BOONE, N.C. — Gratitude — the ability to be thankful for what you have or experience — carries significant weight toward our general well-being, according to recent research. Sarah Martin, MSN, RN, of Appalachian State University’s Beaver College of Health Sciences explains how.
“It’s not so much the actual events in our lives that are stressful but our responses to the stress that affect our physical, psychological and spiritual well-being,” said Martin, a clinical faculty member in the Department of Nursing.
She pointed to recent gratitude studies published in the Journal of Positive Psychology, Journal of Personality and Social Psychology, NeuroImage and other journals that show growing evidence of gratitude’s benefits — including structural and functional brain changes, improved physical health and improved well-being and resilience after trauma or burnout.
Citing the Greater Good Science Center at UC Berkely, Martin said gratitude supports four main aspects of life:
- It allows celebration of the present.
- It blocks toxic emotions.
- It enhances stress resilience.
- It strengthens social ties and self-worth.
As a nursing educator, she applies gratitude research to improve the resilience of health care providers, but she said gratitude can help anyone.
How to cultivate gratitude
How can we cultivate more gratitude in our lives? Martin recommends these practices:
- Take time for awareness and quiet reflection. Through mindfulness or meditation, all senses may open to what has been given to you, she said.
- Keep a gratitude journal. Jotting down a few things that you are grateful for each day can allow you to acknowledge the goodness in your life, potentially blocking negative emotions.
Practice the ‘Three Good Things’ exercise. Each night, reflect on three things you are grateful for from your day, and do this for two weeks. This positive psychology tool developed by Dr. Martin Seligman shows that reflecting on what’s positive encourages people to see more of what’s positive in their lives, rather than the negative.
The practice continues to be studied at the Duke Center for Healthcare Safety and Quality, Martin said, where it has been found to lower burnout and depression, improve work–life balance and quality of sleep, reduce conflict at work and boost levels of happiness.
“Research shows this habit can impact happiness as much as some medications and lasts six months,” Martin said.
- Write a letter to someone you have never fully thanked. The recipient could be someone you’re grateful to for contributing to your well-being. In the letter, describe the benefits you have received from the person and how their actions made you feel. You might, then, read the letter aloud to the person and talk about it together afterward.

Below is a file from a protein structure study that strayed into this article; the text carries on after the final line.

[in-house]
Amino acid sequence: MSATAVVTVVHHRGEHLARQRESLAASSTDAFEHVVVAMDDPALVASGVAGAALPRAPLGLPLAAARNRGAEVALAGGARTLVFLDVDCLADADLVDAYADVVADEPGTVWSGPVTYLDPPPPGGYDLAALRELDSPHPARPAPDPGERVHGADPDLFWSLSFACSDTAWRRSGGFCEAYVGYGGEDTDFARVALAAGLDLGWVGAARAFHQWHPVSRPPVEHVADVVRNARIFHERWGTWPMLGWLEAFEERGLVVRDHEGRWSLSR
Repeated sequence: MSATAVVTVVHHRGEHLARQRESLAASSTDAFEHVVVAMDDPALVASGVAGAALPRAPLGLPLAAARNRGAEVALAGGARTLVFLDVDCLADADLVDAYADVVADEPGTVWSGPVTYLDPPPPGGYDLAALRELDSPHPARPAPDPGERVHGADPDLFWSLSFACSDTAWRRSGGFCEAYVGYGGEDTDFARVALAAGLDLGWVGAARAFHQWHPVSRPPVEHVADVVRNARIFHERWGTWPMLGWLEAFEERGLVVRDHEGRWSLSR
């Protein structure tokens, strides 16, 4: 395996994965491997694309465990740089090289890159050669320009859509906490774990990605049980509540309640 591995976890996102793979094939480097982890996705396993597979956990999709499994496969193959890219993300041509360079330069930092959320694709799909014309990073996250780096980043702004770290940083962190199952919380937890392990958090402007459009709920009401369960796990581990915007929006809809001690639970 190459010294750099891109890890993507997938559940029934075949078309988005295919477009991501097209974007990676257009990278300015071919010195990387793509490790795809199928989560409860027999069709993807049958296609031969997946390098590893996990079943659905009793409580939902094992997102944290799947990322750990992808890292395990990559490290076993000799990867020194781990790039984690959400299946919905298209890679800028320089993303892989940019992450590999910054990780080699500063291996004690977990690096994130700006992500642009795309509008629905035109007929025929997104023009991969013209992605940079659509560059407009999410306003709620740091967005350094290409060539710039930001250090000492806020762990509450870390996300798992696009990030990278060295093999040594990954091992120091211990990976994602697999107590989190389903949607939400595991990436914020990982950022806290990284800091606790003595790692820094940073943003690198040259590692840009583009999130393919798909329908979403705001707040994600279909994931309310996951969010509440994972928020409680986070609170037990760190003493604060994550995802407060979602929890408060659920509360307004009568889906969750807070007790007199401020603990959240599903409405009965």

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About the Department of Nursing
The Department of Nursing in Appalachian State University’s Beaver College of Health Sciences provides an evidence-based nursing education in an intellectually stimulating and challenging environment that is designed to prepare the beginning nursing professional with the knowledge and skills to practice in diverse settings in a highly complex health care system. The department offers two accredited Bachelor of Science programs: the nursing pre-licensure program and the online RN to BSN program, designed for current registered nurses seeking the bachelor’s degree. The department also offers a Master of Science in nursing program that prepares registered nurses for leadership roles as educators. Learn more at https://nursing.appstate.edu.
About the Beaver College of Health Sciences
Appalachian State University’s Beaver College of Health Sciences (BCHS), opened in 2010, is transforming the health and quality of life for the communities it serves through interprofessional collaboration and innovation in teaching, scholarship, service and clinical outreach. BCHS offers nine undergraduate degree programs and seven graduate degree programs, which are organized into six departments: Nursing, Nutrition and Health Care Management, Public Health and Exercise Science, Recreation Management and Physical Education, Rehabilitation Sciences, and Social Work. The college’s academic programs are located in the Holmes Convocation Center on App State’s main campus and the Leon Levine Hall of Health Sciences, a state-of-the-art, 203,000-square-foot facility that is the cornerstone of the Wellness District. In addition, the college supports the Blue Cross NC Institute for Health and Human Services and has collaborative partnerships with the Wake Forest School of Medicine’s Physician Assistant Program, the Appalachian Regional Health System and numerous other health agencies. Learn more at https://healthsciences.appstate.edu.
About Appalachian State University
As the premier public undergraduate institution in the Southeast, Appalachian State University prepares students to lead purposeful lives as global citizens who understand and engage their responsibilities in creating a sustainable future for all. The Appalachian Experience promotes a spirit of inclusion that brings people together in inspiring ways to acquire and create knowledge, to grow holistically, to act with passion and determination, and to embrace diversity and difference. Located in the Blue Ridge Mountains, Appalachian is one of 17 campuses in the University of North Carolina System. Appalachian enrolls nearly 21,000 students, has a low student-to-faculty ratio and offers more than 150 undergraduate and graduate majors.